Pencils by Gene Conlan
Howard the Duck appreciation page
George Lucas has a lot of answer for. Sure, Star Wars was a great movie, but its success put an end to the age of films for grownups. Hollywood saw that the key to big bucks was to make films for teenage boys, and that's all too often what we're stuck with.
And then there's Howard the Duck.
All anyone remembers is Lucas's movie. The film was a critical and financial disaster (not quite as bad as some say -- so eventually people may start talking about it positively -- but still no great shakes). It is the target of jokes and gives everyone the impression that the comic was no great shakes, either.
That's a mistake.
Howard was really intended to be a one shot. Steve Gerber needed an interesting visual for a story he was writing for the comic book Man-Thing (we were so innocent back then . . . ), so he came up with Howard, a cigar smoking, pistol-packing duck from another dimension. Howard caught on quickly and was soon rewarded with his own title.
Gerber soon was able to let his penchant for weirdness to take over. Howard was often the only sane creature in the situation, as he was faced with madmen, super villains, and assorted strangeness, meanwhile trying to do the mundane tasks of earning a living trapped in a world he never made. He was aided at first by Beverly Switzler, a beautiful redhead, and came up against his nemesis, the Kidney Lady (who thought Howard was out to steal her kidneys).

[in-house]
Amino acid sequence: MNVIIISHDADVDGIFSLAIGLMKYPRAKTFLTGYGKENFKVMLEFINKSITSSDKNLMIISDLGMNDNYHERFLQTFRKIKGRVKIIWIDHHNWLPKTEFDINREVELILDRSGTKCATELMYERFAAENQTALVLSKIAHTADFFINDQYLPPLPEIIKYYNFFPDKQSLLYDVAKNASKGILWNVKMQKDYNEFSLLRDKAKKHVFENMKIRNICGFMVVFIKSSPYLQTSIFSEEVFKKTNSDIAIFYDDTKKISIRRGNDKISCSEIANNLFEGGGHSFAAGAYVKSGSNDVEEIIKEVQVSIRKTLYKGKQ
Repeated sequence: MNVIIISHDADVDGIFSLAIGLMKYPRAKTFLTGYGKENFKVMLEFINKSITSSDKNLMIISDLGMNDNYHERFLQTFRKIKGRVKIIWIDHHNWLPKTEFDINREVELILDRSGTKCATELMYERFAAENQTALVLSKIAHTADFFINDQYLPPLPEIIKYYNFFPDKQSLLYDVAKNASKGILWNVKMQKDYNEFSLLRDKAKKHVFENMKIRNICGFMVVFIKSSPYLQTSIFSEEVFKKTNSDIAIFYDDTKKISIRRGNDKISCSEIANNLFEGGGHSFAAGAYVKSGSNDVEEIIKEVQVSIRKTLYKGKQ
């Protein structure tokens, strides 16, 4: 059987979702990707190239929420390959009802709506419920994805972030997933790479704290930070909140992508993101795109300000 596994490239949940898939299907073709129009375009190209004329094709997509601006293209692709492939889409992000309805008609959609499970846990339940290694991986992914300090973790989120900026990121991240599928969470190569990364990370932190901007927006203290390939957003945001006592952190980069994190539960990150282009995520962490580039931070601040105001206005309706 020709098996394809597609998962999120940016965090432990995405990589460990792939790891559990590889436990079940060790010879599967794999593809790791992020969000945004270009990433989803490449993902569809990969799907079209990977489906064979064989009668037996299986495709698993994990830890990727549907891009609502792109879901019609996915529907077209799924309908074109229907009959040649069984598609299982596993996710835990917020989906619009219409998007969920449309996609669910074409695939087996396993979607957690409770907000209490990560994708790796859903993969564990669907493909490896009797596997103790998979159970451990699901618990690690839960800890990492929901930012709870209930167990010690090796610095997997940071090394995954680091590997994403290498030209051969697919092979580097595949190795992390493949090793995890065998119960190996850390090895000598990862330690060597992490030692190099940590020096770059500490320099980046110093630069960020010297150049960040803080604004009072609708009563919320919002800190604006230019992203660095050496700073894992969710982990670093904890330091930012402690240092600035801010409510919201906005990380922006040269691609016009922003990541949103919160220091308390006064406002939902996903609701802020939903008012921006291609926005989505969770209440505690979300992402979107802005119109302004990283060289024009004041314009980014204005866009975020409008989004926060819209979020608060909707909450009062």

The stories ranged all over the place. Howard ran for president (with the All-Night Party), suffered a nervous breakdown (where he was visited by the rock group KISS), and generally had crap thrown at him, as he tried to wisecrack his way out of it. There were nice plot twists, like when Beverly was forced to marry the villain Dr. Bong -- and decides she like him.
The strip was extremely popular. Issues of Howard the Duck #1 were selling for $60 or more. There was even a spinoff newspaper strip, probably the oddest newspaper strip this side of Zippy the Pinhead.
It didn't last, of course. Gerber (who was also editing the book, so he had free rein) began to miss deadlines, and the stories got stranger and stranger. He was fired; there were lawsuits, and book started losing its appeal. Eventually, it was switched to a black and white magazine, ostensibly to allow for stories without worrying about the Comics Code, but by that time, it had stopped being relevant.
Various other versions have been revived over the years, with limited success.
And then there was the movie. Now, if you mention Howard, that's all anyone will remember. That's a shame, because at its peak, the comic was among the best ever written, and something of a pioneer in pushing the envelope.